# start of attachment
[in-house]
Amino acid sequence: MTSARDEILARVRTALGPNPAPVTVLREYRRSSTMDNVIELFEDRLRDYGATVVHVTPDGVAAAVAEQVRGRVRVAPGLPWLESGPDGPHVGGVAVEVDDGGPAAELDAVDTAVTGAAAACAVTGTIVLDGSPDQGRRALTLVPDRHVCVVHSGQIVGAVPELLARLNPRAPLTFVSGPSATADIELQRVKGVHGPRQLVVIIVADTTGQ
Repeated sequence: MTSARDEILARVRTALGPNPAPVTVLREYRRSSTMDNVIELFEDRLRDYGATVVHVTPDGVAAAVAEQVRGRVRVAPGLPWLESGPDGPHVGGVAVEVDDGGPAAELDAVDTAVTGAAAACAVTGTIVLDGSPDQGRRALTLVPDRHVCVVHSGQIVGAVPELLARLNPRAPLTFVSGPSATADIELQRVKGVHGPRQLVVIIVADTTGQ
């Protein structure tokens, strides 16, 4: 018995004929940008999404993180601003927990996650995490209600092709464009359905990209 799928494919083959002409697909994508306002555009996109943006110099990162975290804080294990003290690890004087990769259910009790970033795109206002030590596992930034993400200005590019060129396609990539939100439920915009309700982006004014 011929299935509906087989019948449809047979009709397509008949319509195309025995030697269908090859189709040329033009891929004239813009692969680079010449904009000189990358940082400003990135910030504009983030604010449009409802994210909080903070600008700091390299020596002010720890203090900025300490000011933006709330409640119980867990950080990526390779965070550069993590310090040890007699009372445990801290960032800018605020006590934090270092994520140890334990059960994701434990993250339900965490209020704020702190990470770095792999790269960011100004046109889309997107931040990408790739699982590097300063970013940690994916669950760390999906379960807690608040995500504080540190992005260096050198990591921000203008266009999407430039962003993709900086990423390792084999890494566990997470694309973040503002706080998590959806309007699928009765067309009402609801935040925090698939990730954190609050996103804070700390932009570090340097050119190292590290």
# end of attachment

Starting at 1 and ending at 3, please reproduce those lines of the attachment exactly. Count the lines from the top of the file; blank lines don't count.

[in-house]
Amino acid sequence: MTSARDEILARVRTALGPNPAPVTVLREYRRSSTMDNVIELFEDRLRDYGATVVHVTPDGVAAAVAEQVRGRVRVAPGLPWLESGPDGPHVGGVAVEVDDGGPAAELDAVDTAVTGAAAACAVTGTIVLDGSPDQGRRALTLVPDRHVCVVHSGQIVGAVPELLARLNPRAPLTFVSGPSATADIELQRVKGVHGPRQLVVIIVADTTGQ
Repeated sequence: MTSARDEILARVRTALGPNPAPVTVLREYRRSSTMDNVIELFEDRLRDYGATVVHVTPDGVAAAVAEQVRGRVRVAPGLPWLESGPDGPHVGGVAVEVDDGGPAAELDAVDTAVTGAAAACAVTGTIVLDGSPDQGRRALTLVPDRHVCVVHSGQIVGAVPELLARLNPRAPLTFVSGPSATADIELQRVKGVHGPRQLVVIIVADTTGQ